Put in the effort to countersink the spar and dimple the ribs & skin, then use the same flush rivets recommended by Sonex and/or Zenith.

IMHO be prepared to substitute a modern paramotor engine or a direct-drive small-block V-twin for the KFM. You'll need the weight and the reliability / fuel efficiency will make a big difference in your enjoyment.
 

karmarepair

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My pleasure, go get this kit and start a discussion thread / build log on it here on HBA. This little airplane has enthralled a LOT of people, myself included. We've discussed it many times, and many of us would love to be in on the discussion.
I'm another Fan Boy for this airplane, in spite of its flaws, and I've been doing a deep dive on it in the last few days. Joining monimotorglider groups.io Group is a MUST. They have all the plans revisions, lots of pictures, all the newsletters, etc. The revised plans have a pretty good description of riveting the wings vice bonding them.

The KFM engine is a MAJOR problem, which is a shame since the airplane is designed around it. They throw props, break cranks, and there are no parts available anywhere at any price. There is not much room to swing a bigger prop, unless you extend the gear, etc. The bigger prop will mean more drag when it's stopped and you're soaring, so your glide ratio will suffer, and you won't climb as well in thermals. Basically you can't build a reliable airplane that meets the original mission if you stick to the plans, which means you will be in for a fair amount of time designing and implementing modifications. Some hard cases seem to have made it work, others abandoned for Rotax 447 (probably the most successful), Rotax 277, Kawasaki 440, opposed Hirth, and what looks like one Continental 4 cylinder GPU that may have crashed on it's first flight.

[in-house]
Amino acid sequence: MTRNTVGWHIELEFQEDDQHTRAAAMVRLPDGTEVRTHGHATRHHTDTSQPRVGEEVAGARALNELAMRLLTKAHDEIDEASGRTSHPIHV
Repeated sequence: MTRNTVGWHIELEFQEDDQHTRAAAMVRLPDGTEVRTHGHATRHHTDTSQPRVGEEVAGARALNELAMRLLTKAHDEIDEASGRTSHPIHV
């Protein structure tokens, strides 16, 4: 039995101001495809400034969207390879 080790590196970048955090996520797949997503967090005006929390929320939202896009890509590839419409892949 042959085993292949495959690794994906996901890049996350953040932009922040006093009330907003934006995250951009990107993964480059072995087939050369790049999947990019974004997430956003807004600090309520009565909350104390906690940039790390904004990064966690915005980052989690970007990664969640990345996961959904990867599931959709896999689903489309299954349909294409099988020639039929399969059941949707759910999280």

I'd fiddle around a little bit with your favorite design textbook or praxis to figure out how best to fly with a direct drive V-twin, hand propped, following the model of the Luciole or the SD-1, or the Russian Heath Parasol on YouTube, working out the weight and balance, and how much span you'll need for a decent climb. I'd prefer either a conventional aluminum bar taildragger or a tri-gear, but I haven't found the tri-gear plans - I think I remember seeing them in the MON-INK, the last couple of issues of the combined Sonerai/Monerai/Moni Newsletter before INAV hit the ditch and flipped. There is enough in the files sections of the IO.Groups to puzzle out the taildragger. The plans have the allowable CG limits for the airframe. You'll need to design your own firewall forward, including a new cowl, if you go this way.

It won't make Part 103 weight, in any case, plus it's too fast, if you were thinking along those lines.
 

Victor Bravo

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If you put the fuel in the wings (there are drawings for wing tanks) then you can retract a larger monowheel into the space occupied by the fuel tank, gaining speed, MPG, and cool factor :)

Getting the fuel out of the fuselage is a nice safety feature... if you don't like the idea of "flame-broiled pilot" after a hard landing.

This ALSO allows someone to simply buy a retractable gear assembly out of a wrecked sailplane, and be halfway there.